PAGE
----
He cited protectionism, the pandemic, and the limited movement of products and people around the world as ABG’s primary causes of lost profits. And they aren’t alone. Over the past year, 900 of the U.S. and Europe’s biggest IT, defence, and financial services firms have lost an average of US$184mn apiece.
An Era of Global Disruption
Over the past few decades, low shipping rates and rapid delivery times have lulled multinational firms into a false sense of security. In the early 2000s, companies chose to take on significant global supply chain risks in exchange for increased profits. First, it made sense to manufacture higher-value goods, such as electronics, in low-cost regions throughout Southeast Asia, India, and Africa. Second, first-tier suppliers started to outsource the manufacturing of specific components to second-, third-, and even fourth-tiers—leaving supply chains with extremely limited visibility.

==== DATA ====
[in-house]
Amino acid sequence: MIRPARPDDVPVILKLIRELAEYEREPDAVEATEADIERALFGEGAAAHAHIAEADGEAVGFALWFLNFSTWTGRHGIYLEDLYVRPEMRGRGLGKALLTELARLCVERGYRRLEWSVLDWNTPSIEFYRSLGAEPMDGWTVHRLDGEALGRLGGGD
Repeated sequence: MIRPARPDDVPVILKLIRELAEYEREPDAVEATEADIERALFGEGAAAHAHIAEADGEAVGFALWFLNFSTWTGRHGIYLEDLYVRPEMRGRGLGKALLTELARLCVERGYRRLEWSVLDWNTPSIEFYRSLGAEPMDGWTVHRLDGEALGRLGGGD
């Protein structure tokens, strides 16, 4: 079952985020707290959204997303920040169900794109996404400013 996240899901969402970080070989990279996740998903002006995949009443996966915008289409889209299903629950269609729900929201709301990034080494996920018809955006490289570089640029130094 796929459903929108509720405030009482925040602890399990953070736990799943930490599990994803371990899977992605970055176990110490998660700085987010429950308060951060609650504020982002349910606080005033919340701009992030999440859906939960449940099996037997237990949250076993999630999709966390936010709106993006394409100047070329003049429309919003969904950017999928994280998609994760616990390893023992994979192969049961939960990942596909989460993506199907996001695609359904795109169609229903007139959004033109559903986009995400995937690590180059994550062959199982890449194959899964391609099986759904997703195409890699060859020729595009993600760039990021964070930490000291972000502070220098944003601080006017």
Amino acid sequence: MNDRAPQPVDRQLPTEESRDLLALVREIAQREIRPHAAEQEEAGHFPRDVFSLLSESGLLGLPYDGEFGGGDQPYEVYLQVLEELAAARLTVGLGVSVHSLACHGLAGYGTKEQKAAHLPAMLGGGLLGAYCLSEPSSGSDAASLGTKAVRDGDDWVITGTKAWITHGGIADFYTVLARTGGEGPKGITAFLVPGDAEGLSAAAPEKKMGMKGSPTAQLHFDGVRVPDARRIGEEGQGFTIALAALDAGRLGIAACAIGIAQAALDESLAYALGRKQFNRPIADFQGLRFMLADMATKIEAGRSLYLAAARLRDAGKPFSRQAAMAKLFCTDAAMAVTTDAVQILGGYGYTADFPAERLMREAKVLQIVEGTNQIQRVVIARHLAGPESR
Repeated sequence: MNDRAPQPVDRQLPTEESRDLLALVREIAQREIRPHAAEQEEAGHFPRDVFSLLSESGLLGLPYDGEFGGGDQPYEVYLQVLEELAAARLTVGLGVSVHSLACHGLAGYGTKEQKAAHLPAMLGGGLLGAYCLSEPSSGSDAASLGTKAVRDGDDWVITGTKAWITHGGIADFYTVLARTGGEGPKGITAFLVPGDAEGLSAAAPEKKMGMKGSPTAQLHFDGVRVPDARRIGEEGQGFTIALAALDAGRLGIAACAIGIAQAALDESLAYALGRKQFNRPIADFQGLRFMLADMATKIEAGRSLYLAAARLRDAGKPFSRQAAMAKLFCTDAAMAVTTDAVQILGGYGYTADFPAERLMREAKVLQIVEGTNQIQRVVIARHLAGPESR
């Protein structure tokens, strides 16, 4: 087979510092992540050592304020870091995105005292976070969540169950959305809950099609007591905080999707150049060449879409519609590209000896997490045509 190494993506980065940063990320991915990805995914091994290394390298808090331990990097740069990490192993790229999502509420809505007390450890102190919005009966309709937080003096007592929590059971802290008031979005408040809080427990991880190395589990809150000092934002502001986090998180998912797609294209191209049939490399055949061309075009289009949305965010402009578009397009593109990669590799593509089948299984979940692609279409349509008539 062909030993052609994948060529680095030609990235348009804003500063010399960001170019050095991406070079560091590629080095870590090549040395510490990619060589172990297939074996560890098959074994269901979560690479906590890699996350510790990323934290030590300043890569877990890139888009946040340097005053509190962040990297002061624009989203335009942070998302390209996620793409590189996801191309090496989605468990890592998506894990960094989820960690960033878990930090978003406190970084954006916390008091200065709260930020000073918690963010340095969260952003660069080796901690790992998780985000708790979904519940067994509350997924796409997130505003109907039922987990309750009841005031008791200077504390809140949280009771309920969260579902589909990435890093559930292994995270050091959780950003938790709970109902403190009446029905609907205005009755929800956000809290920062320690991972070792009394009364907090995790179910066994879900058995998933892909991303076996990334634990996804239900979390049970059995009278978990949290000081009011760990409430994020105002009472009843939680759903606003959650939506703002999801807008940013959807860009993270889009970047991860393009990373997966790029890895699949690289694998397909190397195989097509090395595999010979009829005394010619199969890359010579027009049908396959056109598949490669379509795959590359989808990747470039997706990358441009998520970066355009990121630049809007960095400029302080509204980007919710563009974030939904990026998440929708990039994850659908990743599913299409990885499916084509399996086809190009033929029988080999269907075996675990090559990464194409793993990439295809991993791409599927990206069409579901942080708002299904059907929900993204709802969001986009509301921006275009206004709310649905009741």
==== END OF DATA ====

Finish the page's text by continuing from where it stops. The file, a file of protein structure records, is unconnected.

So when COVID-19 disruptions struck certain regions, companies were caught unprepared. Usually, these events come few and far between. But over the past ten years, we’ve seen a number of ‘black swan’ events that have thrown the supply chain industry into chaos. Here’s a quick history of the most significant events in recent years, thanks to the MIT Sloan Management Review:
- 2010. China creates export quotas for rare earth elements.
- 2011. The Tōhoku Earthquake hits East Japan; flooding sweeps throughout Thailand.
- 2016-present. Trade wars between the U.S. and China hurt suppliers.
- 2020-present. COVID-19 pandemic shuts down international shipping ports.
Now, Kumar Birla is one of many who want to re-evaluate how we run our supply chains. Though his company has acquired 40+ companies in the last quarter decade, Birla intends to build up local hubs rather than expand operations.
Why Pursue Regionalisation?